“If you’re in a small firm you’re going to need someone who is a jack of all trades and master of none,” she explains. “Meaning they understand how to manage public relations, but they may not be a public relations person; they may outsource that to a PR professional.”

Core competencies of law firm marketing include:

  • Business Development. “That’s working with individual clients, making sure you meet their needs, you understand their needs, and you’re delivering superior client service,” she says.
  • Communications.  This can include the gamut of marketing communications activities from electronic newsletters to public relations to attorney biographies to traditional advertising.
  • Marketing technology. This includes websites, email automation and customer relationship management systems. “This may or may not reside in the marketing department depending on the firm’s size,” notes Jill, “but it needs to be considered as part of an overall department delivery.”
  • Client Services. “By that I mean what you’re doing to solicit feedback from the client, stay close to your client, and establish client service standards that are all part of a forward-thinking marketing department in today’s law firms,” she points out.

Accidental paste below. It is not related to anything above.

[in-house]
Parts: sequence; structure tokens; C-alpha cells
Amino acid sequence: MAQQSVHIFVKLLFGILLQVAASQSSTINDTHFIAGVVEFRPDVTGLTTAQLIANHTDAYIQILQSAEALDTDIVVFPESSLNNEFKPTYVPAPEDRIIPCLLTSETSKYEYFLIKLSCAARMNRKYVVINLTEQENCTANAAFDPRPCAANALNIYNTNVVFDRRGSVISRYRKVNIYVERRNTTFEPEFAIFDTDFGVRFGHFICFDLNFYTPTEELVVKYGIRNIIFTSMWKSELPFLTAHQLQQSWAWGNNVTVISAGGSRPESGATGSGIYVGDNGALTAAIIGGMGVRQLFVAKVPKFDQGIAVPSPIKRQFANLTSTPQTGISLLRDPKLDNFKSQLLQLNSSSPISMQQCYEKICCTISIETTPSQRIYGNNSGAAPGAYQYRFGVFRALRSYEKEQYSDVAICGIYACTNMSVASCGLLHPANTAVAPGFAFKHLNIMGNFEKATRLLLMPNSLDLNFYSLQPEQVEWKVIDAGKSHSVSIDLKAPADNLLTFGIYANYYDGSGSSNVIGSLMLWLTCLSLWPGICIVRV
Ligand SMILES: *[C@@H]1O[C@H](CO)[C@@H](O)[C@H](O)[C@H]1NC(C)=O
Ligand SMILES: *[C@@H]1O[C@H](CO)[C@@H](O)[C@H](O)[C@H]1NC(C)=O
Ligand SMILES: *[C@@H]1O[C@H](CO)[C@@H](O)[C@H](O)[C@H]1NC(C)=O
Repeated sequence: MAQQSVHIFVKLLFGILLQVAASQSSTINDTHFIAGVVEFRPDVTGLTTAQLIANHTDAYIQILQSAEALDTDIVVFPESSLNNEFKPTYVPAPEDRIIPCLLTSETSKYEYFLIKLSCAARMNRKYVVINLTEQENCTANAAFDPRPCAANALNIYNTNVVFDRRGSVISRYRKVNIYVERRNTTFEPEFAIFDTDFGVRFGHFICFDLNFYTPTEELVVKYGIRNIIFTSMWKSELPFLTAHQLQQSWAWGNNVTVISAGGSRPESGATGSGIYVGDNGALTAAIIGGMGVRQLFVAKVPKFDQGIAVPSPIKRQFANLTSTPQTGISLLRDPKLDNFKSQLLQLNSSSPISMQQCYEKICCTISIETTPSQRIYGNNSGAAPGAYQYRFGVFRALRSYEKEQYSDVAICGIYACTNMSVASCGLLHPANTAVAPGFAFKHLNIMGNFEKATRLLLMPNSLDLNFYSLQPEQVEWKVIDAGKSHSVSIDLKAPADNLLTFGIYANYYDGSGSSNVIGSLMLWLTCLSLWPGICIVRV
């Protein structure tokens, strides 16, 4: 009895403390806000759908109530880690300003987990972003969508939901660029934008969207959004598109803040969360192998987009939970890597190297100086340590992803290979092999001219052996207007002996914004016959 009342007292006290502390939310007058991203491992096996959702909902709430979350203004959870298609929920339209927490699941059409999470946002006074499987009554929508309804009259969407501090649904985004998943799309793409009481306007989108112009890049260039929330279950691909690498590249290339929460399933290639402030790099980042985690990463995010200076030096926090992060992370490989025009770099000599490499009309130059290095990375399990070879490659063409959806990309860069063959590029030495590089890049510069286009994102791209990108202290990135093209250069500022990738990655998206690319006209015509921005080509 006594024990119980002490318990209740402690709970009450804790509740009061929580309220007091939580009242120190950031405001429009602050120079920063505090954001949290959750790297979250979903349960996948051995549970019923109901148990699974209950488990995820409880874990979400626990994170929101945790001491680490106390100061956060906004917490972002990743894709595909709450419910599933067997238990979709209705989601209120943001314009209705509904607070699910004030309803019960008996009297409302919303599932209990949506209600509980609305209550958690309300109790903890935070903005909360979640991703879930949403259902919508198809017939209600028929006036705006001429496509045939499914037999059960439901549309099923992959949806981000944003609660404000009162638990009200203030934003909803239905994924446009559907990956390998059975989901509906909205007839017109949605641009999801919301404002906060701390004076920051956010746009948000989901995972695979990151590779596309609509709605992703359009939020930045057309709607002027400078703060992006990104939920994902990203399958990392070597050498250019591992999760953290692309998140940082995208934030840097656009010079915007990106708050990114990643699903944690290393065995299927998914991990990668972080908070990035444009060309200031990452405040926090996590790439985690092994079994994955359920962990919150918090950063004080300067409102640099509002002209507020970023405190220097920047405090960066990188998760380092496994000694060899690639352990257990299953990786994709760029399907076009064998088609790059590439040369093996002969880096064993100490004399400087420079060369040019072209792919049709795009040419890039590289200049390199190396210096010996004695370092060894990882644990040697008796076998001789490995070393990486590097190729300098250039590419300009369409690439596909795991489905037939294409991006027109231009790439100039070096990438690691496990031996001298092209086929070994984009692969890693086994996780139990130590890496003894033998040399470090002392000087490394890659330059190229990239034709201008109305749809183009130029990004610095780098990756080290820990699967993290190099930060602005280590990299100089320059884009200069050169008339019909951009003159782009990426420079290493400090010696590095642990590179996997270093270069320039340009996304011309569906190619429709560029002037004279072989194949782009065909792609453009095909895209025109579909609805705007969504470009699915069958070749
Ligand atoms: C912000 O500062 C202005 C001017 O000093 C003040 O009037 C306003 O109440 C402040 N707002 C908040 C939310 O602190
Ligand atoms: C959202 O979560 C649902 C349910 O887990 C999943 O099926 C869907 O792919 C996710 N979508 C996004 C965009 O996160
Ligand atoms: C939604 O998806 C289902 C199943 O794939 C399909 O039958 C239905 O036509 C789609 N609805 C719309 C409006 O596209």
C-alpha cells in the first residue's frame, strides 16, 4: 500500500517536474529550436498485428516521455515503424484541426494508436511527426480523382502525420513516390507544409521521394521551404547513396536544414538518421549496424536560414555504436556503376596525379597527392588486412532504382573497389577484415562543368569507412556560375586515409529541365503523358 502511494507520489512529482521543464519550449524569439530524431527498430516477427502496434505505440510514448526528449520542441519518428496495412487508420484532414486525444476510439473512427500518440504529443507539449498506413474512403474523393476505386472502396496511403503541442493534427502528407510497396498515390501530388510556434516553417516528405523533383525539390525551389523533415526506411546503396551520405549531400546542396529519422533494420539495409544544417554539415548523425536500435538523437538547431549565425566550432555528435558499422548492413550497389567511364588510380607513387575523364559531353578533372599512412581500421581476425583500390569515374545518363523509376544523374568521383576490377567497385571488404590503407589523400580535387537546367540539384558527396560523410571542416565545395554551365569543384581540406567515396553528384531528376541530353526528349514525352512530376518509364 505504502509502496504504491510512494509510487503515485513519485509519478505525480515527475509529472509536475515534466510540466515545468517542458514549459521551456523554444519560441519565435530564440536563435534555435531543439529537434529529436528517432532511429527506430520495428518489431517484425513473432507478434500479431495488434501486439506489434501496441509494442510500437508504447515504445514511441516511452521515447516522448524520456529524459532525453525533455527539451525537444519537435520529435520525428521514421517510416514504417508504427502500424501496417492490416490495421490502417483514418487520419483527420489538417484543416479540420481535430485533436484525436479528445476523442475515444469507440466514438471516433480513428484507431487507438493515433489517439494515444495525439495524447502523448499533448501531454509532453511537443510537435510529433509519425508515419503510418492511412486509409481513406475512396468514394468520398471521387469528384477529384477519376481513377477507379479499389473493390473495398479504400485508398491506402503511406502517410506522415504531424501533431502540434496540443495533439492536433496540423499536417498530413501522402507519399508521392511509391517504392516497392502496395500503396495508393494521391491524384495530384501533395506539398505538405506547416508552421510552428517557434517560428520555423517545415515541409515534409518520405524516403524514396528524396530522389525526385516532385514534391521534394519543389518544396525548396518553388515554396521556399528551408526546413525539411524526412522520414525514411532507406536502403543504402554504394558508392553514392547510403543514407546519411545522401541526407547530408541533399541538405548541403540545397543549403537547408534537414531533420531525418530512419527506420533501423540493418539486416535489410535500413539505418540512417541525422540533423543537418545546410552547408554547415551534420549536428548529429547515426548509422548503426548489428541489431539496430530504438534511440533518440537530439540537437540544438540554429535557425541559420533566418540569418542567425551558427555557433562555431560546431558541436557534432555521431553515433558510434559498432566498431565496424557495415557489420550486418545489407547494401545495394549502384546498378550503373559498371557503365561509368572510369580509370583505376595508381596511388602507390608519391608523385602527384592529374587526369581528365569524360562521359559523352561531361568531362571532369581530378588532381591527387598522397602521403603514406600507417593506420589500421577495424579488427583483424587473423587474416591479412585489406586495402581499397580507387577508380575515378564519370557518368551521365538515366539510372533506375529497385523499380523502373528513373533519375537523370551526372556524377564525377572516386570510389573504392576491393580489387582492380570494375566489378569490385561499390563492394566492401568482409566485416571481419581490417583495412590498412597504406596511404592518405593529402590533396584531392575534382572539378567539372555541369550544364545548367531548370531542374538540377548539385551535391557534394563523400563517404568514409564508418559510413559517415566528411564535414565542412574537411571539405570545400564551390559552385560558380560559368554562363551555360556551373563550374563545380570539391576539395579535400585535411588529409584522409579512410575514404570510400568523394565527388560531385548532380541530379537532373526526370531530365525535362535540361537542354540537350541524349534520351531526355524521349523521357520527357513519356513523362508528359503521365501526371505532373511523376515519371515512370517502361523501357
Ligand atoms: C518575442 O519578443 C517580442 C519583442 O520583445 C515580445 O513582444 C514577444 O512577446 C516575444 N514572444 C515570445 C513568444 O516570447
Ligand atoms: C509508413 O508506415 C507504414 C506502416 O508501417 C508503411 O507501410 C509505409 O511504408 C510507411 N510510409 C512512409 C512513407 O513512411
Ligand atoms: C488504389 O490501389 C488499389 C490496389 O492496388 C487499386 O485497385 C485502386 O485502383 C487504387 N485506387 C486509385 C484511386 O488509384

4. Make sure the department leadership is strategic.

“You don’t want an order taker. You want someone who is going to be strategically thinking about how to grow the firm’s relationships,” says Jill.

She describes that as someone who can bring the knowledge of the entire firm together to better serve clients. For instance, one partner may have an agribusiness client and another is an environmental attorney who knows about new regulation that affects agribusiness. A strategic marketer will connect them to develop a plan to educate the agribusiness client about the new regulation.

Further attributes of a strong marketing team are:

  • Technological acumen. Jill says marketers should be on the forefront of how technology can impact the legal profession. “Clients increasingly expect people to be technologically savvy,” says Jill. “So you need someone who is going to be really adept at understanding technology and forward-thinking about how this technology can benefit the practice of law.”